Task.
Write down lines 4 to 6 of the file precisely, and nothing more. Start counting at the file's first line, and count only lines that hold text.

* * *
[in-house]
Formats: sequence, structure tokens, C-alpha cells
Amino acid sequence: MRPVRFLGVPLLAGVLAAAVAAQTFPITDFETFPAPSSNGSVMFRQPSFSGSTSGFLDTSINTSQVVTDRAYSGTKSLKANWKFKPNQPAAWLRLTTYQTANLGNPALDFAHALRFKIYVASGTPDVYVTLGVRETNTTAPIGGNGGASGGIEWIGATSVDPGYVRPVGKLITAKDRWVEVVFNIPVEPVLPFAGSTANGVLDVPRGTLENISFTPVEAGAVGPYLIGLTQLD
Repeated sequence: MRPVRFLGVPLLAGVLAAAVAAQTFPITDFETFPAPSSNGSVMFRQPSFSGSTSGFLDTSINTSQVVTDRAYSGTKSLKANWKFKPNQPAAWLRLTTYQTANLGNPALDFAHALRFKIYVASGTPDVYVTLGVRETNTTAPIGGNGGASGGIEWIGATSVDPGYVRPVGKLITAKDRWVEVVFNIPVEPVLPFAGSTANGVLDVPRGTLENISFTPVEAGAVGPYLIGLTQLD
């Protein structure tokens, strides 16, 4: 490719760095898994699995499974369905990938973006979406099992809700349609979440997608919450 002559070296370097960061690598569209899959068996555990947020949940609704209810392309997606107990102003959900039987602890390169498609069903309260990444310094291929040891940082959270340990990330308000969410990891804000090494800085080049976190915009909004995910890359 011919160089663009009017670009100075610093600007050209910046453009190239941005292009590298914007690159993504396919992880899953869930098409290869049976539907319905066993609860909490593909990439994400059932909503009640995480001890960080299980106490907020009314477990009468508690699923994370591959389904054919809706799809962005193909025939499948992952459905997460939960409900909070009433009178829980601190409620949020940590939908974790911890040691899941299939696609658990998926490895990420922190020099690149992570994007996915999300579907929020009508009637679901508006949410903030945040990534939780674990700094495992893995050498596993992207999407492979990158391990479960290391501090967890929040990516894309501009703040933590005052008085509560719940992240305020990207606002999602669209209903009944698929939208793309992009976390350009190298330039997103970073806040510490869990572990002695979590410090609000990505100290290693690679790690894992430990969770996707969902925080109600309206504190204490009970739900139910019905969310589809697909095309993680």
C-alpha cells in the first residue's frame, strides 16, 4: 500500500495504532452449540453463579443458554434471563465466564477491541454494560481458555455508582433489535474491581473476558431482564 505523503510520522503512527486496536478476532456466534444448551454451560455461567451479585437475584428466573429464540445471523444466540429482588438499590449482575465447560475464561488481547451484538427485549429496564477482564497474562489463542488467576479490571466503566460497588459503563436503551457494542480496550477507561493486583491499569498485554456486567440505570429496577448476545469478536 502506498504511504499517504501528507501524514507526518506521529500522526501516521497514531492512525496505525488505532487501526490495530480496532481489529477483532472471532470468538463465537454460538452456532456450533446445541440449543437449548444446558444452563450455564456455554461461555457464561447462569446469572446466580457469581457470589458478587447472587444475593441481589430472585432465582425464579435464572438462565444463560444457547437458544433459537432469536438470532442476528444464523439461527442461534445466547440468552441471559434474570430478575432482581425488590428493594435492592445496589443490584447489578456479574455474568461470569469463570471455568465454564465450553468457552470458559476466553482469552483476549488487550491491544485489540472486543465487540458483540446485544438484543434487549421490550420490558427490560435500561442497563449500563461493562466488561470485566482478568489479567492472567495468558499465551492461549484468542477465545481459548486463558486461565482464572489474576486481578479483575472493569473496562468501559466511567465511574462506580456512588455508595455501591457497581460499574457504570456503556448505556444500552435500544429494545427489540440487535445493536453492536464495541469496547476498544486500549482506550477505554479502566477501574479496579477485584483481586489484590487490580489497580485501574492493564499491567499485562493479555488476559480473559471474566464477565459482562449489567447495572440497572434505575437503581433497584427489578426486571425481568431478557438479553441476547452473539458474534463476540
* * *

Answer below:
Repeated sequence: MRPVRFLGVPLLAGVLAAAVAAQTFPITDFETFPAPSSNGSVMFRQPSFSGSTSGFLDTSINTSQVVTDRAYSGTKSLKANWKFKPNQPAAWLRLTTYQTANLGNPALDFAHALRFKIYVASGTPDVYVTLGVRETNTTAPIGGNGGASGGIEWIGATSVDPGYVRPVGKLITAKDRWVEVVFNIPVEPVLPFAGSTANGVLDVPRGTLENISFTPVEAGAVGPYLIGLTQLD
């Protein structure tokens, strides 16, 4: 490719760095898994699995499974369905990938973006979406099992809700349609979440997608919450 002559070296370097960061690598569209899959068996555990947020949940609704209810392309997606107990102003959900039987602890390169498609069903309260990444310094291929040891940082959270340990990330308000969410990891804000090494800085080049976190915009909004995910890359 011919160089663009009017670009100075610093600007050209910046453009190239941005292009590298914007690159993504396919992880899953869930098409290869049976539907319905066993609860909490593909990439994400059932909503009640995480001890960080299980106490907020009314477990009468508690699923994370591959389904054919809706799809962005193909025939499948992952459905997460939960409900909070009433009178829980601190409620949020940590939908974790911890040691899941299939696609658990998926490895990420922190020099690149992570994007996915999300579907929020009508009637679901508006949410903030945040990534939780674990700094495992893995050498596993992207999407492979990158391990479960290391501090967890929040990516894309501009703040933590005052008085509560719940992240305020990207606002999602669209209903009944698929939208793309992009976390350009190298330039997103970073806040510490869990572990002695979590410090609000990505100290290693690679790690894992430990969770996707969902925080109600309206504190204490009970739900139910019905969310589809697909095309993680």
C-alpha cells in the first residue's frame, strides 16, 4: 500500500495504532452449540453463579443458554434471563465466564477491541454494560481458555455508582433489535474491581473476558431482564 505523503510520522503512527486496536478476532456466534444448551454451560455461567451479585437475584428466573429464540445471523444466540429482588438499590449482575465447560475464561488481547451484538427485549429496564477482564497474562489463542488467576479490571466503566460497588459503563436503551457494542480496550477507561493486583491499569498485554456486567440505570429496577448476545469478536 502506498504511504499517504501528507501524514507526518506521529500522526501516521497514531492512525496505525488505532487501526490495530480496532481489529477483532472471532470468538463465537454460538452456532456450533446445541440449543437449548444446558444452563450455564456455554461461555457464561447462569446469572446466580457469581457470589458478587447472587444475593441481589430472585432465582425464579435464572438462565444463560444457547437458544433459537432469536438470532442476528444464523439461527442461534445466547440468552441471559434474570430478575432482581425488590428493594435492592445496589443490584447489578456479574455474568461470569469463570471455568465454564465450553468457552470458559476466553482469552483476549488487550491491544485489540472486543465487540458483540446485544438484543434487549421490550420490558427490560435500561442497563449500563461493562466488561470485566482478568489479567492472567495468558499465551492461549484468542477465545481459548486463558486461565482464572489474576486481578479483575472493569473496562468501559466511567465511574462506580456512588455508595455501591457497581460499574457504570456503556448505556444500552435500544429494545427489540440487535445493536453492536464495541469496547476498544486500549482506550477505554479502566477501574479496579477485584483481586489484590487490580489497580485501574492493564499491567499485562493479555488476559480473559471474566464477565459482562449489567447495572440497572434505575437503581433497584427489578426486571425481568431478557438479553441476547452473539458474534463476540